The film was shot by Ghislain Cloquet after the initial cinematographer, Geoffrey Unsworth, died only three months into filming. It was edited by Alastair McIntyre and Tom Priestley and all four men do an exceptional job with the film. The interiors (shot mostly by Cloquet) and the exteriors (shot mostly by Unsworth) have a remarkable power to them. And the long sprawling story is edited with precision, making the film feel markedly shorter than its nearly three hour running time. Which brings us to the director, Roman Polanski.

Tess is unlike anything else he had done up to the point. Prior to Tess, people associated him primarily with his 1960s work, from Repulsion (1965) to Rosemary’s Baby (1968), and his neo-noir Chinatown (1974). But Tess was a sweeping, period piece, an adaptation of a Thomas Hardy novel that required expensive sets and costume design and months to film. It didn’t seem like a film Polanski would choose to direct but one he felt compelled to do as a final wish granted to his late wife, Sharon Tate. She is the one who gave him the book to read just before she was murdered. That he chose to finally make it at a time when he was evading sentencing for his crime of rape in the United States seems unfortunate timing at best.

The rape scene in the movie, as in the book, is not viewed head on but from a vague and ambiguous distance. It seems clear that Tess does not welcome the sex forced upon her but by, literally, shrouding the moment in fog, Polanski is making a choice to lessen the villainy of Alec. By keeping Tess in his life afterwards, and making her eventual hatred of him having less to do with the rape and more to do with how it affected her future plans, Polanski could be accused of trying make Alec a victim of his own passions rather than a sinister actor in the events of Tess’s life and, thus, as a proxy for Polanski, guilty but not as much as he should be.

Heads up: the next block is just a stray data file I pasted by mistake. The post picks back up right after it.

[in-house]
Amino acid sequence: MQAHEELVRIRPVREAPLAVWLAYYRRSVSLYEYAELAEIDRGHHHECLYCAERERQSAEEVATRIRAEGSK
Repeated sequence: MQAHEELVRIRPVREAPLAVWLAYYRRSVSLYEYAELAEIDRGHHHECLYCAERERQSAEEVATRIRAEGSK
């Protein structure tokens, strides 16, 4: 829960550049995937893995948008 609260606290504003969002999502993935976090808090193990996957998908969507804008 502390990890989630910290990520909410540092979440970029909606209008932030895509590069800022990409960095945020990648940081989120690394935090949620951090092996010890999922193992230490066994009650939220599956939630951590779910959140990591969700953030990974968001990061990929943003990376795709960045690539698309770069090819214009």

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Polanski was clearly aware of the irony of making a movie for his deceased wife that contained elements that could be associated with his own life. He did so anyway and made a remarkable film that stands as one of the best of his career. But it is difficult, if not impossible, to separate the man from the movie. There is so much in Tess to like that I return to its splendid visuals from time to time just to watch them unfold, or revisit Sylvia Coleridge’s chicken lady caressing the heads of her prize hens. But despite this, it will always be linked to Polanski and his crime unlike any of his other films. It’s the movie he made after it all happened and that will forever paint its history. Beyond that lies the movie itself. A movie that is a magnificent and stunning adaptation of an equally magnificent book. Divorced from all the circumstances surrounding it, Tess stands as one of the great movies of the 1970s, and one of the greatest Thomas Hardy adaptations ever.

Greg Ferrara

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3 Responses The Tragedy of Lineage: Tess (1979)
Posted By GAMER2000 : July 30, 2017 9:59 am

Saw this at the theatre in 1980, when it was released in America over a year after it’s completion. One of my favorite films and I think very underrated in retrospect. Having read Hardy, it is also an excellent example of how to adapt a large and often sprawling novel with clarity and precision.

Posted By kingrat : July 31, 2017 11:53 pm

Greg, the rape scene is not treated with any more clarity or directness in the novel, nor could it have been, given the time when it was written. Hardy outraged some of his readers by subtitling the novel “The Story of a Pure Girl.”

I haven’t seen TESS since its original release, but recall liking it very much.

Posted By Greg Ferrara : August 1, 2017 4:13 pm

It is just as distanced in the book, I agree. It’s strange, and I never really mention it much, but it’s my favorite Polanski movie. Strange in that most every critic or fan would list Chinatown, Rosemary’s Baby, Repulsion, or a host of others, as their favorite and I certainly agree that they are great movies, especially Chinatown, and I don’t know that Tess is better. But I’m not talking better, I’m talking favorite, and there’s just something about it, it’s look, it’s slowly unfolding story, and its ending at Stonehenge, that really draws me in unlike any other Polanski film.